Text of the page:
Mud on the Rugs // By John Afere

mud on the rug

I got married the day after I turned 30.
My husband, Hannu was 18 at the time.
It’s not that much of a big deal, the age difference. I thought it would be, but it wasn’t. He loved me and I adored him. To us, that was all that mattered.
My parents had money and when they passed on, I inherited everything.
Hannu was very comfortable. I made sure of that. He had a fleetof cars- 3 vintage BMWs, a couple of Ferraris and a Porsche. We owned a private jet, I got him a Yatch too, but he never really cared about all that stuff.
When I’d complain that he spent too much time in the library, he’d joke about his research being for the “betterment of all our lives” and then he’d pin me against a bookshelf or a desk and do things to my lips that made me shut up.
I learnt quickly and stopped buying him cars and all such toys. I started buying more books. Great books, until we had to tear down the library and build a bigger one. It was an awesome project. We both loved it and it made him love me more (I think, if that is possible).

And just in case you are curious, I wasn’t the only one giving. Hannu also gave a lot. He couldn’t buy me anything I didn’t already have so he gave me Poetry.

He made me understand what life really meant. He was simple in a very mysterious way and mysterious in a very simple way. His idea was very different from that of my parents. They only knew how to make money. He knew how to make money, and he also knew how to make love.

He had the most amazing hands, the richest of baritones and a killer smile.
Our love making was beautiful. Poetic. Spiritual.

Then we decided we wanted to make babies.

We intensified our efforts… Remembering those nights make me curl my toes in excitement, till today.
After 9 months, we were rewarded with Taye and Kehinde, fraternal twins.
Presently, I cross the living room and step into the kitchen.
I can’t help but notice how much stuff has changed.
My Hannu doesn’t derive as much pleasure as he used to, from reading. Nowadays, he spends more time drinking or watching TV.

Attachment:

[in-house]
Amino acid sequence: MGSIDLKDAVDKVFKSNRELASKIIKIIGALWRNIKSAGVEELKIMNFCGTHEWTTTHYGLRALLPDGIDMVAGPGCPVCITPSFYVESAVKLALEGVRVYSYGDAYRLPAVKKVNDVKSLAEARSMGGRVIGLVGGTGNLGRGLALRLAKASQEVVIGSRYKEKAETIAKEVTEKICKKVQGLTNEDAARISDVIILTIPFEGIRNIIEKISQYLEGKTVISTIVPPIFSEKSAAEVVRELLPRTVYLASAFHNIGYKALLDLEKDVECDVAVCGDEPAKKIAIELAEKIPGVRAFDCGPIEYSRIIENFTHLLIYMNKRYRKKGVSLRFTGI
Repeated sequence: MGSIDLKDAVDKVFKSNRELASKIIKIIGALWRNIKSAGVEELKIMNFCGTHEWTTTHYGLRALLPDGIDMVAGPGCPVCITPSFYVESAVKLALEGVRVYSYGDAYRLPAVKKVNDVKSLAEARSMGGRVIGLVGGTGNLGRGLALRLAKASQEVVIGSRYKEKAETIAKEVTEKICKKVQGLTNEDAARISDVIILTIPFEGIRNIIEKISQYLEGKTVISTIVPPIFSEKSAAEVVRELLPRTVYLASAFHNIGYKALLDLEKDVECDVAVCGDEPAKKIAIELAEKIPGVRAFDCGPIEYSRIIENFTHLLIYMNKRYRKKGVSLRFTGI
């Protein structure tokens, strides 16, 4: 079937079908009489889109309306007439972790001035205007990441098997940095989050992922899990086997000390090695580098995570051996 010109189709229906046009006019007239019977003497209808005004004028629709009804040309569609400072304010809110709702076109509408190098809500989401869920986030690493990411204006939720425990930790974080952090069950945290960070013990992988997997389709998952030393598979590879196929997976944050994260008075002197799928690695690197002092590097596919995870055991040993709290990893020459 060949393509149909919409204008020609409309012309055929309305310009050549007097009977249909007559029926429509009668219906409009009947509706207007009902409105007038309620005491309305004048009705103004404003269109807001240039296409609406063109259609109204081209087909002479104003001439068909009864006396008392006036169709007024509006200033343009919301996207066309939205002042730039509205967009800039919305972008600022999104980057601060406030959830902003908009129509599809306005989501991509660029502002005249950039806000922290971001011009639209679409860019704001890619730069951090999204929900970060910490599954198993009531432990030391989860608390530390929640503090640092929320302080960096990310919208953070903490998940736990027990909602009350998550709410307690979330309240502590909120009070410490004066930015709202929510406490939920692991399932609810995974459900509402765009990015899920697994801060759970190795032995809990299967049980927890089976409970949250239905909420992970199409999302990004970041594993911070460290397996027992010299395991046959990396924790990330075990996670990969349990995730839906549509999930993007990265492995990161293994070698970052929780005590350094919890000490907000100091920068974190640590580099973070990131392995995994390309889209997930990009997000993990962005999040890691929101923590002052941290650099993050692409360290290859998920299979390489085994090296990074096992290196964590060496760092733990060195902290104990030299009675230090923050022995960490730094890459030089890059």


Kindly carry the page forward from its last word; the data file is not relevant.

Never talks much. Smiles only once in a year. Never looks happy, even when I talk to him about the kids.
I know he has no mistresses and I know he is not sick. I hope he will change soon.

Dinner is cooking. I hope it will cheer him up a bit. I’ve got Semovita and egusi soup and all ’em condiments.
He never jokes with his morsels, my Hannu. I see a hint of light in his eyes and the beginnings of a small smile when I serve. But they quickly disappear when I call out: ‘Taye! Kehinde! Come on in, dinner is ready!’
When the kids drop the toys they have been playing with in the backyard and as the bound into view, I tell them: ‘Wash your legs and pull off your shoes. I don’t want you putting mud on my rugs!’

They do not listen because they can already smell the food and they begin to bounce up and down in excitement.
I don’t mind that my nice Persian rugs are now stained, I tickle them in the ribs, make them wash their hands with soap and water and allow them to eat.

The way they were jumping around like a pair of oversized puppies, one would have thought that they could finish the pot.
They do not eat as much as they used to. Maybe the time has come for me to try something more interesting.
Taye announces that she has been chosen to represent her school in a junior spelling bee competition.
Kehinde has been made captain of the school’s soccer team.
I tell Hannu what they say, but he doesn’t seem interested.
When I repeat myself, he looks up, grabs a wine bottle and heads outside.
The kids understand, so they do not cry.
When we finish eating and it’s just me in the kitchen washing the dishes, I hear him behind me.
‘Love,’ he says leaning on the door post. ‘We can’t continue like this, y’know?’
I look up and ask: ‘What Do you mean?’ Even though I know. We’ve had this talk a hundred times before.
‘You can’t continue pretending they are still around, Hannunia,’ he says patiently. ‘It’s been 3 years since.’
I like the way he rolls my name on his tongue… Hannunia, but I reply defiantly:
‘I’m afraid I don’t understand you,’
He looks at me and looks at the three other plates in the sink. I call out: ‘Taye! Turn down the volume of that radio, will you?’
That’s when he snaps.
‘They are gone!’ He cries. ‘DEAD.’
I drop my plate in shock.
I relieve that dreadful day again.
Two cute darlings stamping around in the mud.
They didn’t see the electric cable that fell.
‘No, no… It can’t be,’ I whimper. ‘Taye and Kehinde are not… Not…’ I cannot say the word.
But I know it is true. From my spot in the kitchen, I can see how Dead the Living room looks.
Hannu comes and wraps me in a warm embrace.
‘We have to get past this first, Babe,’ he says. ‘They are no longer with us.’
But I still do not want to believe him. I do not want to believe that my babies are late.
‘Hannu?’ I say quietly into his shoulder. ‘But if they are… if they are gone, who keeps visiting, leaving these tiny muddy foot prints on the rugs?’
‘What foot prints?’ My husband begins. He is slightly frustrated. ‘I-‘
Then he sees them.
His eyes roll backwards and he slumps in a faint.

Written By: Johannu AfereJohannu Afere
© All Rights Reserved


4 thoughts on “Mud on the Rugs // By John Afere

  1. I remember reading this.
    I shuddered visibly then.
    Still did now.
    In fact, it’s now full blown shivers!
    Hannu ooo!

    Liked by 1 person

  2. Pingback: Top Horror Stories by Nigerian Writers in 2015. | thedarknotes


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